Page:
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November 20, 2017

Cybercriminals, Ransomware, PHI Exposure, Hack Attacks and Other Things That Keep Healthcare IT Security Executives up at Night

By: Mark Beckmeyer

Today we hear from Mark Beckmeyer, Binary Fountain’s Director of IT Security. Mark has accumulated more than 30 years of healthcare IT security experience, with the vast majority of those spent interacting with the C-Level of healthcare providers and payers around the nation. Mark’s expertise in conducting healthcare security risk and gap assessments and related…

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Today we hear from Mark Beckmeyer, Binary Fountain’s Director of IT Security. Mark has accumulated more than 30 years of healthcare IT security experience, with the vast majority of those spent interacting with the C-Level of healthcare providers and payers around the nation. Mark’s expertise in conducting healthcare security risk and gap assessments and related services affords him an incisive and practical perspective on the ways that healthcare entities can evaluate, implement, and maintain their security compliance programs. Mark holds a D.Sc. (Doctor of Science) is in Cybersecurity from Capitol Technology University and an M.A. in Security Management from George Washington University. He offers this overview of security concerns.

Healthcare is a Primary Target of Malicious Activity

Many of healthcare’s evolutions have been progressing at breakneck speed, but until recently its embrace of security lagged behind. Pre-HIPAA, you could stand at a nursing station in just about any hospital or clinic and see patient forms and files everywhere – in paper folders, not digital ones. Walk into a patient’s room and there would nearly always be a clipboard filled with medical notes and observations, and not much security to stop an inquisitive visitor from peeking. Information that’s protected by law today was supposed to be private, but there was not a requirement to protect and secure Protected Health Information (PHI).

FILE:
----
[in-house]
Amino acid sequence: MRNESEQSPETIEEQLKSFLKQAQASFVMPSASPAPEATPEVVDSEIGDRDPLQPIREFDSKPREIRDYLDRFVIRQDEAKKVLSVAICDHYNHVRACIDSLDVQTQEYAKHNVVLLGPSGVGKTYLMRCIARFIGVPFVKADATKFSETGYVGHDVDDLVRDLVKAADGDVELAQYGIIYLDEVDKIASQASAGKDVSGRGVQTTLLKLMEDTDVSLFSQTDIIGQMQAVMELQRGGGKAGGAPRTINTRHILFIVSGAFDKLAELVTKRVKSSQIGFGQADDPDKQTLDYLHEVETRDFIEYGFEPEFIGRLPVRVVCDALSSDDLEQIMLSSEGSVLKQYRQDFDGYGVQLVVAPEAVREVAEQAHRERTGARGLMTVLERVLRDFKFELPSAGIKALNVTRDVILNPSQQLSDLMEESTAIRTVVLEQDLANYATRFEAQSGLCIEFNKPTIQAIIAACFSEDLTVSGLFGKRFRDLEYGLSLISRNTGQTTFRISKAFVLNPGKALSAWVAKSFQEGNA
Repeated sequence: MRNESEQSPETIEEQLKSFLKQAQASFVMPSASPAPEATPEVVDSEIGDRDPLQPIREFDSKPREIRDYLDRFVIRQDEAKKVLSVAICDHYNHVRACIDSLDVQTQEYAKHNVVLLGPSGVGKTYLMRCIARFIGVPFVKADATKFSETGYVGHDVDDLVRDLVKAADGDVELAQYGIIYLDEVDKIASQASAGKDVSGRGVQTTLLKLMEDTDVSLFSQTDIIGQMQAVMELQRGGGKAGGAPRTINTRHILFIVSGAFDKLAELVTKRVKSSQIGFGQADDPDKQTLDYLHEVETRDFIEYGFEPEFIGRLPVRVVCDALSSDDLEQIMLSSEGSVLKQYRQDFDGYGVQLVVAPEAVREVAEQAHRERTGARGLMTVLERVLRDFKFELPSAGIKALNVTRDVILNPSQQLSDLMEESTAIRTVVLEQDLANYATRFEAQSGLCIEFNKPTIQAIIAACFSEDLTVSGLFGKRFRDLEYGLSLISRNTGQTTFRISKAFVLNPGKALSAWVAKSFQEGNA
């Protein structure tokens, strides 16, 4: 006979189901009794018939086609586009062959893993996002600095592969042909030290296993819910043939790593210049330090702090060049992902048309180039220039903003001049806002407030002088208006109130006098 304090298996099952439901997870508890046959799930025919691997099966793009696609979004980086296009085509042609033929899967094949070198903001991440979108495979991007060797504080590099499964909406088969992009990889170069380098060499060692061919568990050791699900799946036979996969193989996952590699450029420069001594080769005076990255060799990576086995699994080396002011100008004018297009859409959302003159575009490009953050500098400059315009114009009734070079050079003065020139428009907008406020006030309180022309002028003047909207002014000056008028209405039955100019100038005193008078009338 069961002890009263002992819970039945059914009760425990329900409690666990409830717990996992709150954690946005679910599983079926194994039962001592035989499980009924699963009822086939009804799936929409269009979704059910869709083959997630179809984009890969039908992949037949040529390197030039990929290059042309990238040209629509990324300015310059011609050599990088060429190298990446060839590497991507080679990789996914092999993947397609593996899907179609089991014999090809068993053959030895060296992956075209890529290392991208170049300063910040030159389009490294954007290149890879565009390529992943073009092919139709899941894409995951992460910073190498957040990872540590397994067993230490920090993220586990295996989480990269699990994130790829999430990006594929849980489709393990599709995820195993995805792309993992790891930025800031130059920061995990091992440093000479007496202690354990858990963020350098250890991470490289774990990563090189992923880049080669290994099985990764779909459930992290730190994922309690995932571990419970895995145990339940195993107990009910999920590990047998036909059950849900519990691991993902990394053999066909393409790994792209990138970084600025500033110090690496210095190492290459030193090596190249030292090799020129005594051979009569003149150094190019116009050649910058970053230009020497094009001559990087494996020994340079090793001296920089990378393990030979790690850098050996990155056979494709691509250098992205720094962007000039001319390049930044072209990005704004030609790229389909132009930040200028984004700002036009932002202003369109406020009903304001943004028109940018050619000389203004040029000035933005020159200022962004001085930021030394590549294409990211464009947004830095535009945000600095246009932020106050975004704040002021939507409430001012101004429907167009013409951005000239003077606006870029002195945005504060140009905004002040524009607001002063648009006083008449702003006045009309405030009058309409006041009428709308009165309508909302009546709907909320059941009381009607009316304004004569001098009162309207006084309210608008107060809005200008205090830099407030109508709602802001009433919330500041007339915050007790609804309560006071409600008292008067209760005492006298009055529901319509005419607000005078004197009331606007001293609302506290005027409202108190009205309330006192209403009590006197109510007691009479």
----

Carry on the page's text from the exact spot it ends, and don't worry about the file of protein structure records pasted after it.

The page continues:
Healthcare data has also been a primary target of malicious activity, putting PHI more at risk. There are several reasons for this. One is the centralization and the sheer quantity of patient and provider data. Another is history: for example, the banking industry was light years ahead of healthcare IT in strengthening security, so the value of stolen credit card numbers became less attractive in comparison. Financial and credit accounts can be closed and new accounts created. A person’s health information can’t simply be cancelled and reopened.

Medical Records Are More Valuable than Financial Records

The illicit market pays more for stolen health information, because it can be used for deeper identity theft, and for filing lucrative fraudulent medical insurance claims. By some estimates, stolen medical records are more valuable on the dark market than financial records – around 20 times more valuable!

Healthcare Data Breaches Continue to Increase